In a comment on a post a few weeks ago, Todd Mason mentioned the science fiction writer David Wright O'Brien, who published more than 50 stories in just a few years during the early Forties, most of them in the Ziff-Davis pulps AMAZING STORIES and FANTASTIC ADVENTURES. I'd never read anything by O'Brien, so I decided to change that and found an e-book edition of this novella on-line. It's from the July 1942 issue of AMAZING STORIES and was written under O'Brien's pseudonym John York Cabot. He published under his own name and several pen-names, of which Cabot was the most common. I'll tell you right off the bat that "Blitzkrieg in the Past" is great fun and a Front Porch Book of high order. The protagonists of this yarn are three GIs in a tank crew who are training in their tank in Georgia prior to being sent overseas. They're also testing some experimental radio equipment, and when a thunderstorm blows up unexpectedly and the tank is hit by lightning, our heroes are tossed, tank and all, hundreds of millions of years into the past where they find themselves battling dinosaurs, cavemen, and a more advanced gorgeous blonde who doesn't have their best interests at heart. Science? You want science? Go read a textbook! But if you want GIs in an M-3 tank fighting cavemen and dinosaurs and tangling with a beautiful but treacherous babe, then this is the yarn for you. I have no way of knowing whether Robert Kanigher ever read this story before he created the War That Time Forgot series in the comic book STAR-SPANGLED WAR STORIES about twenty years later, but just look at that cover! He must have! (Speaking of The War That Time Forgot, I'm slowly reading my way through the Showcase collection of that series and will have a post about it one of these days.) But to get back to "Blitzkrieg in the Past", goofy premise or not, it's very well-written. I really enjoyed O'Brien's fast-paced, breezy, "sure this is silly but I'm going to give it my best anyway" style. My only complaint is that the story ends rather abruptly. O'Brien had enough plot set up that this could have been a full-length novel. Maybe he would have expanded it into one and sold it as an Ace Double, if he had lived long enough. Because, you see, for those of you who don't know, after those few years of furious production, including many stories written in collaboration with William P. McGivern, with whom he shared an office in Chicago, David Wright O'Brien enlisted in the Army, became a gunner in a B-17 Flying Fortress, and was killed in a bombing raid over Berlin in 1944. He left behind a lot of science fiction stories, though, and I intend to read more of them.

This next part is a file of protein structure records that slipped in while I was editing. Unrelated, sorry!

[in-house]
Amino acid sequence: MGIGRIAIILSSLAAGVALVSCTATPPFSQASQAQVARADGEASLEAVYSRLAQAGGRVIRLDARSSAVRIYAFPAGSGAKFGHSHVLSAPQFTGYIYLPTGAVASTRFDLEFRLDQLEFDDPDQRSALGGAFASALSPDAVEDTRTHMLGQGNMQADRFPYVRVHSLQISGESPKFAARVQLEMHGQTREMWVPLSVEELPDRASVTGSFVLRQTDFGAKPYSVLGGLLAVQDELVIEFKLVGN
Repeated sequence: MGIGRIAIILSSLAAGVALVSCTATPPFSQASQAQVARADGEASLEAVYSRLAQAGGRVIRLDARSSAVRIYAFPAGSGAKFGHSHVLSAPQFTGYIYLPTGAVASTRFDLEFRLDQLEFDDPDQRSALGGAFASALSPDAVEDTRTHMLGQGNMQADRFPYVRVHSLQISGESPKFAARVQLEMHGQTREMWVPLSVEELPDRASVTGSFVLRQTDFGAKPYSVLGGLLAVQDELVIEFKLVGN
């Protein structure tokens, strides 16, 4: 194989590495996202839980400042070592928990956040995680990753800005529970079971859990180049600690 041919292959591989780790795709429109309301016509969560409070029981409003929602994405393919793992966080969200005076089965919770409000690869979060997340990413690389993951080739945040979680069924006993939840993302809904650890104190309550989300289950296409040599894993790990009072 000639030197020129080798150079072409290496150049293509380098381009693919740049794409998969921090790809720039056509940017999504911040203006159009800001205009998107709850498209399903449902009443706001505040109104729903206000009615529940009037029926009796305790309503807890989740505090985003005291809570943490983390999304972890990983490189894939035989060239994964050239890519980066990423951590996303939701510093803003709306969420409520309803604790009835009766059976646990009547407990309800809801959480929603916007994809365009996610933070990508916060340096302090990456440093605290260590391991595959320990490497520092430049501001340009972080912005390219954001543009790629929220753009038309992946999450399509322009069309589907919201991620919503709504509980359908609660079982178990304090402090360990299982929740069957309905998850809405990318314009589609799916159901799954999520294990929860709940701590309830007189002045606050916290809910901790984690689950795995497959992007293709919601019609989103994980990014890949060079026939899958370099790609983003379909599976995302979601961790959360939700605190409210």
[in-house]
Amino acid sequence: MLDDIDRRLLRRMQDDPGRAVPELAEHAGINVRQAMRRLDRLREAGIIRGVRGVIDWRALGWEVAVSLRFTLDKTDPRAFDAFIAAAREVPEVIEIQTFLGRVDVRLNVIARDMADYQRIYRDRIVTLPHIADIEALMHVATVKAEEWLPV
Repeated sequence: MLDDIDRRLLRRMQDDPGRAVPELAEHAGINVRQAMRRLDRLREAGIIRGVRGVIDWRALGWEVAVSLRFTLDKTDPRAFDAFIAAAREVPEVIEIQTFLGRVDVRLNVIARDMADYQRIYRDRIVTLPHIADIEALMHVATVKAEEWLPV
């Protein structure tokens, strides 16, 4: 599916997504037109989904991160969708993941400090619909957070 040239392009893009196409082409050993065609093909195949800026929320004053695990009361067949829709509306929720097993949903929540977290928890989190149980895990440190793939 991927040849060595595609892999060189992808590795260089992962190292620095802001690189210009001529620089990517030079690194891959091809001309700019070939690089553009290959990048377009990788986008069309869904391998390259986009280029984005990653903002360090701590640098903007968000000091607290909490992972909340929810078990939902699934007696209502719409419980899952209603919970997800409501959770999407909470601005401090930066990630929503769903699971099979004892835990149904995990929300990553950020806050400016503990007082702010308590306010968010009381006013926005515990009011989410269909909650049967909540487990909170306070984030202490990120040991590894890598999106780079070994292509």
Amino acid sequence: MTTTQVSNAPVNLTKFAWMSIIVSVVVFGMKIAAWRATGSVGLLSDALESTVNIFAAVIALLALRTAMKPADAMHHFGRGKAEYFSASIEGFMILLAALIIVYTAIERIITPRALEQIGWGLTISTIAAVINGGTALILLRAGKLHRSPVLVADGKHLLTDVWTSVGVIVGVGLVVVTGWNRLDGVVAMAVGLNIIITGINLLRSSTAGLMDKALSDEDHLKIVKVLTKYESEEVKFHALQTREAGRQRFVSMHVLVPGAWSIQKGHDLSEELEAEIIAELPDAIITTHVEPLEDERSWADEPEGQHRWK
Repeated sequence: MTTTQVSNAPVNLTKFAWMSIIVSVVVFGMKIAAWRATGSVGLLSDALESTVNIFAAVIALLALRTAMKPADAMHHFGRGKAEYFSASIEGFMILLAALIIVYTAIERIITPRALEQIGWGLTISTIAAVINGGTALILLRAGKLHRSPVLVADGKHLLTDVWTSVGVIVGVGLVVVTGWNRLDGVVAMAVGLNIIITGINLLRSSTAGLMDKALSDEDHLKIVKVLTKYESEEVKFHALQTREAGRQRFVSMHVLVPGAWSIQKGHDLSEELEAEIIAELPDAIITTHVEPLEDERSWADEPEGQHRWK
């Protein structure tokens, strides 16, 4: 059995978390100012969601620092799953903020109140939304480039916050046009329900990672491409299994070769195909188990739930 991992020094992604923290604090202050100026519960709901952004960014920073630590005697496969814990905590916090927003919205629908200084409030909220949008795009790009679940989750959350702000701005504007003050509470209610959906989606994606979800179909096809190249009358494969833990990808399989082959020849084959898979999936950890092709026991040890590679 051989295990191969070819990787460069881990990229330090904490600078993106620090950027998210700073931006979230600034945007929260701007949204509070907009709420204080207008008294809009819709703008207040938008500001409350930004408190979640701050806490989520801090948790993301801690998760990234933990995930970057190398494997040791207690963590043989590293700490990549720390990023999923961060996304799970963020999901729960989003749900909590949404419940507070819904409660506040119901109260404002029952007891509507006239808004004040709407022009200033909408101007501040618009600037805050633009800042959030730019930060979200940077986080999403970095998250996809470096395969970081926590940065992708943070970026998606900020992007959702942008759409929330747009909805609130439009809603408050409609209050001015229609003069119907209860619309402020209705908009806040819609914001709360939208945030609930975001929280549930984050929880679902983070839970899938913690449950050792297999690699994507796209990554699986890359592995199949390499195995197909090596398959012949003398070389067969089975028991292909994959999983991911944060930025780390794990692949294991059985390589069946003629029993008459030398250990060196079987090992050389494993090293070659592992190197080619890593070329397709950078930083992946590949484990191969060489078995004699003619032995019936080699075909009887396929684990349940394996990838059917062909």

I was surprised to come across a Clint Walker Western I hadn’t
seen before, since he’s been a favorite of mine for many years. I was a big fan
of his TV show CHEYENNE when I was a kid, and I remember watching YELLOWSTONE
KELLY and other movies starring him at the Eagle Drive-In. FORT DOBBS was the
first film in which he starred, and you could almost imagine it as being a
longer episode of CHEYENNE.
Instead of Cheyenne Bodie, though, Walker plays Gar Davis, who finds himself on
the run from the law after killing a no-good hombre who had it coming. Caught
between a posse and a Comanche war party, he finds himself on an isolated ranch
inhabited by a woman (the gorgeous but somewhat miscast Virginia Mayo) and her
young son. With the Comanches raiding, he decides he needs to get the two of
them to the safety of Fort Dobbs, several days’ journey away. They set out but
run into trouble not only from the Indians but also a gun-runner (played with
smirky charm by Brian Keith), who knows Walker’s character from before.
Reaching the fort doesn’t mean they’re out of the woods, though, because there’s
more trouble waiting for them there.
FORT DOBBS has plenty of action and is well directed by Gordon Douglas, who
always had a sure hand with such tough-minded fare. The script was co-written
by Burt Kennedy, and that’s easy to see because Keith’s roguish, charming, but
ultimately evil character is right out of the Budd Boetticher-directed Randolph
Scott Westerns that Kennedy also wrote. With those things going for it, plus
Walker’s formidable presence, it’s no surprise that I found this to be a very